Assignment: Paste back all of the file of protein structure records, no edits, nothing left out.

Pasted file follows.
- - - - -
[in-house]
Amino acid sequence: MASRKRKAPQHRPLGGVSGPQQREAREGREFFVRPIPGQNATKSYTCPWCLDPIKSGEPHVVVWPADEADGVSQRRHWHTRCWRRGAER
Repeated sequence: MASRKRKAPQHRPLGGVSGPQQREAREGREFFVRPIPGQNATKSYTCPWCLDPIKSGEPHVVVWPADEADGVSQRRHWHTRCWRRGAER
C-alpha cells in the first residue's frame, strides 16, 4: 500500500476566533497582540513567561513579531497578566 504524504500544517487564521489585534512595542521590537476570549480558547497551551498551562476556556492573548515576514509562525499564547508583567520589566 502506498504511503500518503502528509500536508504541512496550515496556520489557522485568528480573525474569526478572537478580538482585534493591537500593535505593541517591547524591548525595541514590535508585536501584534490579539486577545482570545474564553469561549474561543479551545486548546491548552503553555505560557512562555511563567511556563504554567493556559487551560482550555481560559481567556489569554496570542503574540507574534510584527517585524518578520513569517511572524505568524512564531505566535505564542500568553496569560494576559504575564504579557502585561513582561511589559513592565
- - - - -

[in-house]
Amino acid sequence: MASRKRKAPQHRPLGGVSGPQQREAREGREFFVRPIPGQNATKSYTCPWCLDPIKSGEPHVVVWPADEADGVSQRRHWHTRCWRRGAER
Repeated sequence: MASRKRKAPQHRPLGGVSGPQQREAREGREFFVRPIPGQNATKSYTCPWCLDPIKSGEPHVVVWPADEADGVSQRRHWHTRCWRRGAER
C-alpha cells in the first residue's frame, strides 16, 4: 500500500476566533497582540513567561513579531497578566 504524504500544517487564521489585534512595542521590537476570549480558547497551551498551562476556556492573548515576514509562525499564547508583567520589566 502506498504511503500518503502528509500536508504541512496550515496556520489557522485568528480573525474569526478572537478580538482585534493591537500593535505593541517591547524591548525595541514590535508585536501584534490579539486577545482570545474564553469561549474561543479551545486548546491548552503553555505560557512562555511563567511556563504554567493556559487551560482550555481560559481567556489569554496570542503574540507574534510584527517585524518578520513569517511572524505568524512564531505566535505564542500568553496569560494576559504575564504579557502585561513582561511589559513592565